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Ghiyath Shah

Ghiyath Shah
Malwa Sultanate
Reign1469–1500
PredecessorMahmud Shah I
SuccessorNasir-ud-Din Shah

Ghiyath Shah, popularly known as Ghiyas-ud-Din Shah or Ghiyasuddin,[1] was a Sultan of the Malwa Sultanate in the fifteenth century.[2]

Accession

The eldest son of Mahmud, he served his father as a military leader.[3] According to Firishta, shortly after his accession, he held a grand feast at which he announced that after thirty-four years on the field he was yielding his military rule to his son.[4] He then retired to a life of ease.

Lifestyle

Ghiyath enjoyed many pleasures, but was devoutly religious. He abstained from intoxicating drink and foods forbidden on religious grounds.[5] According to Firishta, he gave instructions to his attendants that he should always be woken at the hour of prayer and that they were known to pull him out of bed while he was asleep.[4]

He was a follower of Moinuddin Chishti and is believed to have erected a 23-metre (75 ft) high ceremonial gateway named Buland Darwaza at the Ajmer Sharif Dargah in honour of the scholar.[6]

He was known as an eccentric lover of art. For example, Nimmatnama-i-Nasiruddin-Shahi (Book of Delights)[7] is a cookery book produced between 1495 and 1505 for the sultan that is richly illustrated in a fusion of Persian and pre-Islamic Indian style. The book contains fifty images, including the sultan, servants, landscapes and buildings as well as food preparation.[8]

Attitude to Women

There were 12,000 women in Ghiyasuddin's court, including musicians, dancers and wrestlers.[9] Ghiyath was interested in female education and set up a Madrasa in Sarangpur to teach the women of his court. Tutors were engaged to teach the royal princesses and over 70 women were well versed in the Quran.[10] According to historian Ramya Sreenivasan, the king had a roving eye, and is reported to have undertaken the quest for Padmini, not a particular Rajput princess, but the ideal type of woman according to Hindu erotology.[11]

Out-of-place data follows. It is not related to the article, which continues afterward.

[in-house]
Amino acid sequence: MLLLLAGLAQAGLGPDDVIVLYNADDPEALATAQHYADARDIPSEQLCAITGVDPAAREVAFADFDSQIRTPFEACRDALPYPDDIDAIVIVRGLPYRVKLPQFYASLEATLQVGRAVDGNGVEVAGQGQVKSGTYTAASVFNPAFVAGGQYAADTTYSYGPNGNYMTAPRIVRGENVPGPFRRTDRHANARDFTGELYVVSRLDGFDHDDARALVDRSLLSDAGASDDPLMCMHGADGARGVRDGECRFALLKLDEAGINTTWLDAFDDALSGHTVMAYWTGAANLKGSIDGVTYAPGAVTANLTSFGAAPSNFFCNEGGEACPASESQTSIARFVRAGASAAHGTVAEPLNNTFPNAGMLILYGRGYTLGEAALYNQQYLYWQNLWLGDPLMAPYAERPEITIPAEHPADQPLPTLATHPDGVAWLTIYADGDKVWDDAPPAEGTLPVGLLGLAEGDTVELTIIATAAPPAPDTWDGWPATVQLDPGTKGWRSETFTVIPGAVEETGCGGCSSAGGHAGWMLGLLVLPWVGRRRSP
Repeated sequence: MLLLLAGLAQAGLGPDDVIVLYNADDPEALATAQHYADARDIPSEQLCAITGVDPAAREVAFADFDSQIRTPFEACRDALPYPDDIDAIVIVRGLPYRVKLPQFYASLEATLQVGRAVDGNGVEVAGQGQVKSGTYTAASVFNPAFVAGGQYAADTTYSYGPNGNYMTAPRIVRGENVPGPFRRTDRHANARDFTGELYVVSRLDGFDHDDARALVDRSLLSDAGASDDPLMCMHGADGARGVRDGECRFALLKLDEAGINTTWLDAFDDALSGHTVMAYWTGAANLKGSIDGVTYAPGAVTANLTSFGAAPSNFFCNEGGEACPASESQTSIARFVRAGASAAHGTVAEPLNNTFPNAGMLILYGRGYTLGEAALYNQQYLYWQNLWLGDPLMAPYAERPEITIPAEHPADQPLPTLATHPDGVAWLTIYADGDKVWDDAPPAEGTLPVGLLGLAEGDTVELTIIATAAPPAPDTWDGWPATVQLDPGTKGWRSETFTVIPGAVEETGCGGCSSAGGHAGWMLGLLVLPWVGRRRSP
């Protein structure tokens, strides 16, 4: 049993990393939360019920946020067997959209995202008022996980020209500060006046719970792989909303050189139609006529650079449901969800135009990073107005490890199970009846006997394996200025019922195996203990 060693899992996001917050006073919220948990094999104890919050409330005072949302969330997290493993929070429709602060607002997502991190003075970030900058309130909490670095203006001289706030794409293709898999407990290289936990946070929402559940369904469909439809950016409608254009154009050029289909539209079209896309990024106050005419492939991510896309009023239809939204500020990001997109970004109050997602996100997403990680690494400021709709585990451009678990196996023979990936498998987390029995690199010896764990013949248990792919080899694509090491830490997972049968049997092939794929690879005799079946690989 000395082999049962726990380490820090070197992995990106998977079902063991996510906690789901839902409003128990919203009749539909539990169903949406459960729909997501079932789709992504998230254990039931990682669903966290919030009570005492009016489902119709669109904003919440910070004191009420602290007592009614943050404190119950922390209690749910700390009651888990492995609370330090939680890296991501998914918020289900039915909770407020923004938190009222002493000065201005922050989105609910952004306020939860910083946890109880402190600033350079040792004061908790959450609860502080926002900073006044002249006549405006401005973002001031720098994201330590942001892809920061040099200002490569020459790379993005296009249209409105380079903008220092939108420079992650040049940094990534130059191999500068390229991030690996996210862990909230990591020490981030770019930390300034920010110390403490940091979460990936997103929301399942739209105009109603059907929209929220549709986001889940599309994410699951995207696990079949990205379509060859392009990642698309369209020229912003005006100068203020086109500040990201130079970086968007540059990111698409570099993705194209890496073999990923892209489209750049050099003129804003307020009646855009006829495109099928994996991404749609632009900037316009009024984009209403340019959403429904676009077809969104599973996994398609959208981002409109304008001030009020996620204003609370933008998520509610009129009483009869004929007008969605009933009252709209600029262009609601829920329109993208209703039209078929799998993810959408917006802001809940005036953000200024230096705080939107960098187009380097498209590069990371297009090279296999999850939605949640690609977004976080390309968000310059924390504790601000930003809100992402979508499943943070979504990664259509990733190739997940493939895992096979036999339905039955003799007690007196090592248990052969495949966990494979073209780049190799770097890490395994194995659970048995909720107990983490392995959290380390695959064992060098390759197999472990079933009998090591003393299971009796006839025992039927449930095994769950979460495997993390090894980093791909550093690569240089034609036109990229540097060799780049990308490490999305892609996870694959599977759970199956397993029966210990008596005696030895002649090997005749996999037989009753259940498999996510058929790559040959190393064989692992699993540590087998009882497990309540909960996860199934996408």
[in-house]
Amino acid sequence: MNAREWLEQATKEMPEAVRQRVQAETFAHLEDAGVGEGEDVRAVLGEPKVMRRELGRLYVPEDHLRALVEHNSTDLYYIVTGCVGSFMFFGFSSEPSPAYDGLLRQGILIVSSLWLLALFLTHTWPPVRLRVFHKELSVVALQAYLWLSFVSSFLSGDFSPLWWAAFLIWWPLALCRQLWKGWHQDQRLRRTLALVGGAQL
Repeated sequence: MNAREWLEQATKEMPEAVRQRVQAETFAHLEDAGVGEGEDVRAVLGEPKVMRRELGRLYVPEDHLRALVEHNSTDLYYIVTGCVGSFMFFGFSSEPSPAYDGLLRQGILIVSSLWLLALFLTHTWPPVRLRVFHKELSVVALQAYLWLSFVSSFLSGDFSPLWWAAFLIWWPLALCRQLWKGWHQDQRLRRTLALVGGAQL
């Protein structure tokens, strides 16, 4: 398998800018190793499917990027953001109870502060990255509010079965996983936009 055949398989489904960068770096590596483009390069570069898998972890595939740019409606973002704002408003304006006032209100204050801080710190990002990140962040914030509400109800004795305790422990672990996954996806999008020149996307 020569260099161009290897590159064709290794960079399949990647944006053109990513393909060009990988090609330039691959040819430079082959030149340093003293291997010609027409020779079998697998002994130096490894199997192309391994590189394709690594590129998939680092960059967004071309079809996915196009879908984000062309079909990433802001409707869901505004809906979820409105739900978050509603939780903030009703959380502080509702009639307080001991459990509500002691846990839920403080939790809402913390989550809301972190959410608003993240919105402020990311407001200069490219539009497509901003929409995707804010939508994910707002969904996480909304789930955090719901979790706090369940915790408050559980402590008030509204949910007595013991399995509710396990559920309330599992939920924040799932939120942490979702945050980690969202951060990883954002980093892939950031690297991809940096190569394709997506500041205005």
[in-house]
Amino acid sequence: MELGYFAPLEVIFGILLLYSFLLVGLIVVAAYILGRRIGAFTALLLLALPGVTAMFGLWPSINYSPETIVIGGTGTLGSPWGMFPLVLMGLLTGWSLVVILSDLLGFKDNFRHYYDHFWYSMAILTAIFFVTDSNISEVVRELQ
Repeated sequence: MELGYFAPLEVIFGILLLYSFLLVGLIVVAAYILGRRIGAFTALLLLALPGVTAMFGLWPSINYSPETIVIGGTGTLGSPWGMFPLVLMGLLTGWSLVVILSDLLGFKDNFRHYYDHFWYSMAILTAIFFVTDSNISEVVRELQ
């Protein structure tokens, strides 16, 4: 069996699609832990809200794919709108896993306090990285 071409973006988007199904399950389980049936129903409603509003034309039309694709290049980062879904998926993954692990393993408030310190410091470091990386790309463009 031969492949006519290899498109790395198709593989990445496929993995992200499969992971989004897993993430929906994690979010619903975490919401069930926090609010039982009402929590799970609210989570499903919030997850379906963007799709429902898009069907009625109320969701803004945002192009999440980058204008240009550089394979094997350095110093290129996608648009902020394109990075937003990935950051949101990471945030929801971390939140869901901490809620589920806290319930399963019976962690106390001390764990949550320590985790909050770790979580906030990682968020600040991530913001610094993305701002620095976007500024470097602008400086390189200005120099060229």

Succession

Towards the end of his life, there was conflict between his eldest son Nasir-ud-Din Shah, who had commanded the army, and his youngest son Ala-ud-Din. Nasir-ud-Din was chased from the capital Mando in 1499, but ultimately triumphed, returning to the palace on 22 October 1500. Nasir-ud-Din then executed his brother, along with his children and the rest of his family, and was formally crowned. Ghiyasuddin was found dead four months later, widely believed to have been poisoned by his son and successor.[12]

References

  1. ^ Sharma, Santosh Kumar (2005). Honey and Its Ayurvedic Approach. Jaipur: Publication Scheme. p. 35. ISBN 978-8181820105.
  2. ^ Singh, Nagendra Kr; Singh, Nagendra Kumar (2000). International Encyclopaedia of Islamic Dynasties. New Delhi: Anmol Publications. ISBN 978-8126104031.
  3. ^ Day, Upendra Nath (1965). Medieval Malwa, a political and cultural history, 1401-1562. New Delhi: Munshi Ram Manohar Lal.
  4. ^ a b Firishta, Mahomed Kasim (1829). History of the Rise of the Mahometan Power in India, till the year A.D. 1612, Volume IV. Translated by Briggs, John. London: Longman, Rees, Orme, Brown and Green. pp. 236–239.
  5. ^ Ghosh, Suresh Chandra (2001). History of Education in India. Delhi: Low Price Publications. p. 81. ISBN 978-8175361935.
  6. ^ Currim, Mumtaz; Michell, George (2004). Dargahs, Abodes of the Saints. Mumbai: Marg Publications. p. 59. ISBN 978-8185026657.
  7. ^ Dalrymple, William (January 2017). "Scents and sensuality". 1843. Economist Group. Retrieved 14 December 2016.
  8. ^ Avari, Burjor (2013). Islamic Civilization in South Asia: A history of Muslim power and presence in the Indian subcontinent. London: Routledge. p. 96. ISBN 978-0415580625.
  9. ^ Gupta, Kamala (2003). Women In Hindu Social System (1206-1707 A.D.). New Delhi: Inter India Publications. p. 178. ISBN 978-8121004145.
  10. ^ Iftikhar, Rukhsana (2016). Indian Feminism: Class, Gender & Identity in Medieval Ages. Chennai: Notion Press.
  11. ^ "What history can and can't tell you about Alauddin Khilji and legend of Padmavati". Ghiyath al-din Khilji, according to a Hindu inscription in the Udaipur area, was defeated in battle in 1488 by a Rajput chieftain, Badal-Gora, which incidentally also happened to be the names of the twins, Badal and Gora, the vassals of Ratansen, in the epic Padmaavat".
  12. ^ Allan, John Andrew; Dodwell, Henry Herbert (1936). The Cambridge Shorter History of India. Cambridge: Cambridge University Press. p. 307.

See also

List of rulers of Malwa

Preceded by
Mahmud Shah I
Sultan of Malwa
1469–1500
Succeeded by
Nasr Shah